Not going to PERM because I've never gone before but Britfilm has 600 articles in the past year (~80 in the queue right now) and I am not seeing any deletion controversies. Articles are not massive but they're using proper sources and I don't see what NPRs can do except marking them reviewed. Why go through the motions? Can't y'all just give them autopatrolled? — Usedtobecool ☎️ 18:02, 27 February 2024 (UTC)Reply[reply]

Their talk page shows evidence of multiple articles being moved back to draft space, not to mention multiple nominations for deletion. I don't think they have a sufficient success record for autopatrolled. Chris Troutman (talk) 18:08, 27 February 2024 (UTC)Reply[reply]
I didn't see anything recent, but it's a messy talk page. Not sure how tough the autopatrolled requirements are nowadays. I doubt autopatrolled editors have a 100% non-deletion record. — Usedtobecool ☎️ 18:22, 27 February 2024 (UTC)Reply[reply]
Would recommend posting this at WP:PERM/AP. Each perm has admins who are comfortable processing that type of perm request, and that is the page they watch. –Novem Linguae (talk) 21:35, 27 February 2024 (UTC)Reply[reply]
Novem Linguae, as I said, don't feel ready cos never done that. But if I got this one passed, and if they went on to create 600 more articles this year, I would have had a bigger impact than all the reviews I could do in a year. That's why I am trying to figure it out. I know PERM admins watch this page. So, just give me feedback on what you look for and find comfortable approving, so I can keep an eye out for it. By email, if not here. Please! — Usedtobecool ☎️ 02:04, 28 February 2024 (UTC)Reply[reply]
It's not efficient to request it here. I went ahead and created Wikipedia:Requests for permissions/Autopatrolled#User:Britfilm. –Novem Linguae (talk) 02:09, 28 February 2024 (UTC)Reply[reply]
I don't get it, but okay, I guess. — Usedtobecool ☎️ 03:00, 28 February 2024 (UTC)Reply[reply]

Who recommended me?[edit]

Hello to whomever makes comments on this talk page! I received an automated message on my talk page less than a week ago from a user that had included me on a mass message via the MediaWiki message delivery system to see if I'd be interested in joining NPP. Just curious who did so and why because, after reviewing the guidelines for granting user rights, I'm not sure if I am the right type of editor for working on this project. I'm more than willing to help considering the backlog, but within the range of what is explicitly acceptable by content policies, I tend to be an inclusionist. On the other hand, participating in this would help me gain a better understanding of what content in practice is precluded by Wikipedia content policy where the policies do not explicitly preclude it in detail. -- CommonKnowledgeCreator (talk) 02:48, 28 February 2024 (UTC)Reply[reply]

Hi there @CommonKnowledgeCreator and thank you for asking. These messages are automatically sent to people that meet a specific set of requirements like recent edits and no recent blocks. Inclusionism certainly isn't a bad thing here, many of us share that same ideology and it shouldn't be something stopping you from requesting the right. I've been reviewing for 3 months or so and have enjoyed my time - reviewing is something you indeed get used to in the long run and it has helped me understand content policy better and write better content. There's also a program called WP:NPPS which you might consider. I'd encourage you to apply, though! NotAGenious (talk) 13:27, 28 February 2024 (UTC)Reply[reply]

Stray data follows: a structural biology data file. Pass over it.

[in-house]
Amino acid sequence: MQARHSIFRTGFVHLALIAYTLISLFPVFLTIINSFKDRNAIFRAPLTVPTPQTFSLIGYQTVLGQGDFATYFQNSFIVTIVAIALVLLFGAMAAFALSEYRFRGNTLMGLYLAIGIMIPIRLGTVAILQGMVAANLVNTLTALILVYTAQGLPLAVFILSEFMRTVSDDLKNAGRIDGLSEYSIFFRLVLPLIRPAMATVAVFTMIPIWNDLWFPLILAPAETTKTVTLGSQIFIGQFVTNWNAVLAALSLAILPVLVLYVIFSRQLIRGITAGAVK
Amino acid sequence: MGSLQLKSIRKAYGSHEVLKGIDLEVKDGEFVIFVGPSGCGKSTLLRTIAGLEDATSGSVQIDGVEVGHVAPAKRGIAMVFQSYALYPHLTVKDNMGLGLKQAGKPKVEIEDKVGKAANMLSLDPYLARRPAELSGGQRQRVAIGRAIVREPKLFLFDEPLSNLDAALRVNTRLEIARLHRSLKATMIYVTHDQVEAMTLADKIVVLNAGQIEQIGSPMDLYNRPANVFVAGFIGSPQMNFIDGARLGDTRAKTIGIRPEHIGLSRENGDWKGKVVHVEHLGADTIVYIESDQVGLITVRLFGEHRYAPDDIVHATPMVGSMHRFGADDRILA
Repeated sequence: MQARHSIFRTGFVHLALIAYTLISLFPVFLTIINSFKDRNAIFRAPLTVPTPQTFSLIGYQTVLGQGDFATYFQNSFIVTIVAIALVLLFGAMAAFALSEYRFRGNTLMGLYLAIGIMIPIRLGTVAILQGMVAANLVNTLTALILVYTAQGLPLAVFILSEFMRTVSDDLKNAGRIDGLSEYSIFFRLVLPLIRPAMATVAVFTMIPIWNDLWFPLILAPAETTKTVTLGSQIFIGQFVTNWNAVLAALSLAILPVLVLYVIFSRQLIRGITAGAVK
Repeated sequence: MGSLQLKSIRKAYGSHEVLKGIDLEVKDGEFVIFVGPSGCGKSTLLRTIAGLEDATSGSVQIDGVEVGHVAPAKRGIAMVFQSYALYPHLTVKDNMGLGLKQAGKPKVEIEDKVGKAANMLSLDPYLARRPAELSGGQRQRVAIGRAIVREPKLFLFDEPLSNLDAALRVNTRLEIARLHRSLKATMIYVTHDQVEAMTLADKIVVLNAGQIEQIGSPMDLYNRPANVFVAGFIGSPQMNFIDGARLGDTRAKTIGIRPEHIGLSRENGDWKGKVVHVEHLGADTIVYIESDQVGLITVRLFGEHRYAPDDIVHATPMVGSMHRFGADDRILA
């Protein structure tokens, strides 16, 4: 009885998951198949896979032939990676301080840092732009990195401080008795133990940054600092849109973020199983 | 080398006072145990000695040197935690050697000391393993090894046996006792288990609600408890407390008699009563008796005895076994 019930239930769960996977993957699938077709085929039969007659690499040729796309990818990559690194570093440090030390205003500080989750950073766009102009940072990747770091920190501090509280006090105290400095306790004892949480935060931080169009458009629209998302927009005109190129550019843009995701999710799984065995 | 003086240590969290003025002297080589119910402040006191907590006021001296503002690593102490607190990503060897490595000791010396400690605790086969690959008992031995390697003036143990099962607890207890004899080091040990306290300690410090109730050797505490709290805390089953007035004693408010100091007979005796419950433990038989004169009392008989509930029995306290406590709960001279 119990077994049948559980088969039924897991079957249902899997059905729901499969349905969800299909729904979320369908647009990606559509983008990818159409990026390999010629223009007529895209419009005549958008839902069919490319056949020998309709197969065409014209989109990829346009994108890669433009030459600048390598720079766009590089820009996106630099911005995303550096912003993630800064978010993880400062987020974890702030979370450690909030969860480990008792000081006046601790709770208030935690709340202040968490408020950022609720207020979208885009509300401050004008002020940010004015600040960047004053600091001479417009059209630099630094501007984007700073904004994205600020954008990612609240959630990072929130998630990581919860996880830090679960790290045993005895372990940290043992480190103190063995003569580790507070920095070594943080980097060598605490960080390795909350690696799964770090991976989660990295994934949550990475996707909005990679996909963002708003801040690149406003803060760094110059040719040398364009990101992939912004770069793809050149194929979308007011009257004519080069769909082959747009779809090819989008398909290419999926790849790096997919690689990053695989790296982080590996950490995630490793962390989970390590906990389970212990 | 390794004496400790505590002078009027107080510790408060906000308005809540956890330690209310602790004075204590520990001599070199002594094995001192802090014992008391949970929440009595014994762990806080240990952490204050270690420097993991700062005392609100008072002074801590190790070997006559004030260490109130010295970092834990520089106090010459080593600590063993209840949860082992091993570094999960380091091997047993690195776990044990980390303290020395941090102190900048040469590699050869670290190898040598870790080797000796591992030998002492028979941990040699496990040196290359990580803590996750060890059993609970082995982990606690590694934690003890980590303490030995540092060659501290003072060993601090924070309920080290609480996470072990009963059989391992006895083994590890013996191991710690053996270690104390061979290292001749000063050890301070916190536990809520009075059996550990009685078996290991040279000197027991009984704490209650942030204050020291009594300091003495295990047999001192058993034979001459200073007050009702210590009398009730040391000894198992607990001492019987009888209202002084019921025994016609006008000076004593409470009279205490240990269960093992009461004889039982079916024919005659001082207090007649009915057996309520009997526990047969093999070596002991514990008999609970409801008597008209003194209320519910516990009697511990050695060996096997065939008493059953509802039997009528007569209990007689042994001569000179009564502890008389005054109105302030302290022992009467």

Inclusionism certainly isn't a bad thing here. Agreed. Although if you know you are an inclusionist, please be careful not to be too lenient when approving things. Our judgment calls need to align with typical, average community consensus, rather than an inclusionist instinct.
If nominating things for deletion is uncomfortable, you can always focus on easy accepts. WP:NPPEASY. There are plenty of those. –Novem Linguae (talk) 18:26, 28 February 2024 (UTC)Reply[reply]
Although if you know you are an inclusionist, please be careful not to be too lenient when approving things. ... If nominating things for deletion is uncomfortable... I wouldn't say that I'd find nominating articles for deletion to be uncomfortable. I've now reviewed all of the "Essential further reading" essays and policy pages at WP:NPPS. Where content is clearly violative of policy, I'm completely willing to delete it and to do so proactively. I guess my only complaint over years of editing and getting into disputes with other editors from time to time is that I sometimes feel that long-time editors sometimes impose reverts to content that the policies don't explicitly preclude and are in a sense enforcing policy rules that doesn't don't exist. But with that qualification aside, I've come to the conclusion that I am willing to apply since this appears to be important work in furtherance of the project and valued by the community. -- CommonKnowledgeCreator (talk) 20:07, 28 February 2024 (UTC)Reply[reply]